STEVIE Spark expects the unexpected when he faces River Daz on Wednesday night.
The Queenslander next meets the relatively unknown, but an immeasurably tough opponent, in the form of Daz, who is unbeaten in dual pursuits in both professional boxing and Muay Thai.
Across four professional fights, the 28-year-old Daz owns a credible decision win over Hunter Ioane, and has one eye on the biggest upset in Australian boxing this year.
Spark (12-2, 11 KOs), who has gone the distance just once during his eight-year career, admitted that this upcoming fight would be nothing short of tough, as he expects anything from the combat-sport veteran Daz.
“I am definitely not over-looking this man I know he is coming to win,” Spark told Aus-Boxing.
“They would not have taken this fight a second time if they were not confident, they were going to win it. I’m building this man up to be a world champion.
“He is undefeated in the Muay Thai and in the kickboxing, he just beat Hunter Ioane. No matter what the public or anyone else thinks, I know this is going to be a hard fight.
“So, when it gets down to who is that little better boxer, who wants it more and who has that better timing is when I believe I will come out on top, I will be the better fighter.”
Returning to his natural weight
After competing at both welterweight and super welterweight in recent fights against Jack Brubaker and Tim Tszyu respectively, Spark is confident in his power to stop any opponent in his return to light welterweight.
“I haven’t been at this weight for over a year, so it is just about getting the diet right first and the body composition back down,” he explained.
“I am actually really enjoying being back. I feel fast, strong and I do feel a lot more explosive.
“I feel like I am stronger than everyone else in this division, especially in Australia. Nobody is stronger than me, nobody can punch harder than me, and nobody will be able to move me around the ring at this weight.”
Spark was determined to put on a show for his maiden pay-per-view appearance last April, and clearly has a style that is tailed to the television audience.
Since impressing in his television debut against Brubaker, his only win by decision, Spark will feature on a live broadcast for the third consecutive time. Looking back on his first live outing, the 25-year-old remembers the experience fondly.
“That was my first fight on the TV, that was sort of my breakout fight to the Australian public,” he continued.
“I wanted to make a big impact and for everyone to leave the arena [and those to] finish watching the TV with my name on their lips. I believe I did that against Jack Brubaker.
“I believe I had a lot to prove in stepping up to welterweight and fighting him. So, I just wanted to leave it all out in the ring with my best performance.”
Looking for the biggest possible domestic fights
If Spark is successful against Daz, he’ll be setting his sights on long-time domestic rival Darragh Foley.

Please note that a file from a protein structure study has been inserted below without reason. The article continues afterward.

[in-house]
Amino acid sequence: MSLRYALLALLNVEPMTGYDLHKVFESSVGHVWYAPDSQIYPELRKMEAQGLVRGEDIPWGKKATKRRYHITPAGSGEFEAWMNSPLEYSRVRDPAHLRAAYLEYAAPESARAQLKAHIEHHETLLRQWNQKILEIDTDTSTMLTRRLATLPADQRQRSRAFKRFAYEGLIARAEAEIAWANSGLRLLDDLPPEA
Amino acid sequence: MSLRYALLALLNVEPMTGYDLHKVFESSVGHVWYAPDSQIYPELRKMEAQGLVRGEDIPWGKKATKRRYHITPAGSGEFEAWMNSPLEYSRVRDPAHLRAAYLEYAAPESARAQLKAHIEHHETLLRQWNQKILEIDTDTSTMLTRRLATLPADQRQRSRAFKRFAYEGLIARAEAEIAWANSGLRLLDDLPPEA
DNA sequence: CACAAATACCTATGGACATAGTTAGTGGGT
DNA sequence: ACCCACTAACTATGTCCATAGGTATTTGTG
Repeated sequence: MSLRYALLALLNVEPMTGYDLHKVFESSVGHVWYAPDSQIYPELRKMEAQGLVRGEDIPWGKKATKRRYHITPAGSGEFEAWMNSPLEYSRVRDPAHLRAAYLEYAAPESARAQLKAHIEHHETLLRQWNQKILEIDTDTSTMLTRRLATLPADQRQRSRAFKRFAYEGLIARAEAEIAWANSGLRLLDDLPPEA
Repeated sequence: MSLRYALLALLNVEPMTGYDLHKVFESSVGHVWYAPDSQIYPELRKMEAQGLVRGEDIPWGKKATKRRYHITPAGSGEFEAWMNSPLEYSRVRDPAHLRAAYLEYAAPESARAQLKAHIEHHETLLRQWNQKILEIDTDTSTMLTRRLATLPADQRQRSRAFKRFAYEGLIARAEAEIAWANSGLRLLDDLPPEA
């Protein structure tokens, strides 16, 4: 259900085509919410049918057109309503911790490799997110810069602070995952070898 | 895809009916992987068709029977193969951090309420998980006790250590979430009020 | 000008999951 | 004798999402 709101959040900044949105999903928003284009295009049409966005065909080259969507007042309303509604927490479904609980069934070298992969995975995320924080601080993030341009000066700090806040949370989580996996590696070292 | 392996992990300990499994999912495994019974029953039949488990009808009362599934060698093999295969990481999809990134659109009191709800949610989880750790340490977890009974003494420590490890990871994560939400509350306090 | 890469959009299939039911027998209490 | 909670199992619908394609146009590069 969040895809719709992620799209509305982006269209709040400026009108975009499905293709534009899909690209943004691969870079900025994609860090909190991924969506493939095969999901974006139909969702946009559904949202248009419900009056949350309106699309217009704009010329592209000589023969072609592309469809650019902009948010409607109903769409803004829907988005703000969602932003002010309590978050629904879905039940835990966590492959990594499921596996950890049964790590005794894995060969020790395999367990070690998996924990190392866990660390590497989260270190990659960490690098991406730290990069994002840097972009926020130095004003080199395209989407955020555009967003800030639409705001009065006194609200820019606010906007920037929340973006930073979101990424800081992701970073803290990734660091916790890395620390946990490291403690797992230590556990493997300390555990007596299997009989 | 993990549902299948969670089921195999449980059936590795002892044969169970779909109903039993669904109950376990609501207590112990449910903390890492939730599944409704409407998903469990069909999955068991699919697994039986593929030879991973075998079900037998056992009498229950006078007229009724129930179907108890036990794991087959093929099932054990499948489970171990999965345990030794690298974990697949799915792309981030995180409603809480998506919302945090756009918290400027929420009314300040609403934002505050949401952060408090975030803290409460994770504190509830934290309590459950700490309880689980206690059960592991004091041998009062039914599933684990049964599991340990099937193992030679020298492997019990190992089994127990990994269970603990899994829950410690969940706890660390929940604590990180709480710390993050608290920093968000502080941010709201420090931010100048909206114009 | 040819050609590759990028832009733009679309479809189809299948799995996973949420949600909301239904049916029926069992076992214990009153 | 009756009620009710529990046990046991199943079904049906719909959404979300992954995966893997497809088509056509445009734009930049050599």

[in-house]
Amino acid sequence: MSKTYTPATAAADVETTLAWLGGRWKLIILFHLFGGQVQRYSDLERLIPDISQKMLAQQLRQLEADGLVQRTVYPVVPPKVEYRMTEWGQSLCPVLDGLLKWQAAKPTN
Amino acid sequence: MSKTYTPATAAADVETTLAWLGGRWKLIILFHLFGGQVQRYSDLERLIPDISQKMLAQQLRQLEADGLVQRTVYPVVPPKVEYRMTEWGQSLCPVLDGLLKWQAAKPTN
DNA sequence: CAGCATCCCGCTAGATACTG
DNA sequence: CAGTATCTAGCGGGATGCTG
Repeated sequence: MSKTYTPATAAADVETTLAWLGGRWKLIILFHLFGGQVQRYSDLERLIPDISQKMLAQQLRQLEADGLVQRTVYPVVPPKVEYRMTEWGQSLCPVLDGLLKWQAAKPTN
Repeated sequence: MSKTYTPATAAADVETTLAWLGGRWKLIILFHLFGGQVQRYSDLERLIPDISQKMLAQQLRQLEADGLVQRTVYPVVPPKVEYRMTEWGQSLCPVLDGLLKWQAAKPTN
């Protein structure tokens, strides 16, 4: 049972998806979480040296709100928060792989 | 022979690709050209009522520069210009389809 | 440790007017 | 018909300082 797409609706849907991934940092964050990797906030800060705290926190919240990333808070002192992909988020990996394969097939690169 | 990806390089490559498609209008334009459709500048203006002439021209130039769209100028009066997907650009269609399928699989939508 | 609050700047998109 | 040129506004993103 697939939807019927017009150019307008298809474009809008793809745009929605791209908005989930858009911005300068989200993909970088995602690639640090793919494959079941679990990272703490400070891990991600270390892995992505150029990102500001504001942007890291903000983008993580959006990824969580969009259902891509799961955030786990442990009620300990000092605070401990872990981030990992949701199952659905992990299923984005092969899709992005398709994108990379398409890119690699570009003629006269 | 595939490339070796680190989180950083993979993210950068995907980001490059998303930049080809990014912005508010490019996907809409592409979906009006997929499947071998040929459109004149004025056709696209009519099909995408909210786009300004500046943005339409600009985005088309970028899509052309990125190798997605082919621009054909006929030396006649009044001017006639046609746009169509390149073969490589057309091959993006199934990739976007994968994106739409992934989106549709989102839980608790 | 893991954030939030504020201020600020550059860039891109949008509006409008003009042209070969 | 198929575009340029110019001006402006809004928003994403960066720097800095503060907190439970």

He wants a fight between himself and the Irish-born Foley to take place late but has no qualms if the fight does not take place at all this year.
“I’m confident that it will happen yes, we were offered it in November last year and I said yes. I never say no to a fight,” he said.
“I fought Tim Tszyu… do you think I am scared of Foley? Not a chance, I fought Jack do think I am scared of Foley? Not a chance, there is no man I am scared of and it’s definitely not that little Irishman.
“I’m sick of mentioning it and the more people that watch it is better for us but at some-point the talk has to stop and the fight has to happen.
“I win then great and If I lose its not a big deal, I will just go back to the gym and train harder, but I believe I am destined for big things in this sport, I am young and have a huge career ahead of me.”
Irrespective of who he faces next, Spark knows that a return to winning ways will springboard his career into biggest opportunities.
Staying active and getting world rated
An active fighter is a dangerous fighter, and Spark is looking to remain active for the remainder of the calendar year.
The bout against Daz will be Spark’s first WBC Australasian title defence, and another victory will likely result in an ascension towards a more lucrative challenge at regional level.
“I’d like to have at least three or four fights this year and get into the top 10, 15 of at least two of the organisations,” he concluded.
“And to get myself into a good position to hit the world scene the following year after.”
While it was clear that he understands his form could be crucial for his world level ambitions, Spark is still relishing in the opportunity to grow as a person and as a fighter.
“I’m starting to really enjoy the process and take everything in a bit more and relax,” he said.
“I want to continue to be a true professional in the sport, I want to continue to fine-tune everything to be the best athlete that I can be and the best person I can be.
“All while being a role model and improving myself as a human being.”
Words: Tom Pombart/Follow Tom on Twitter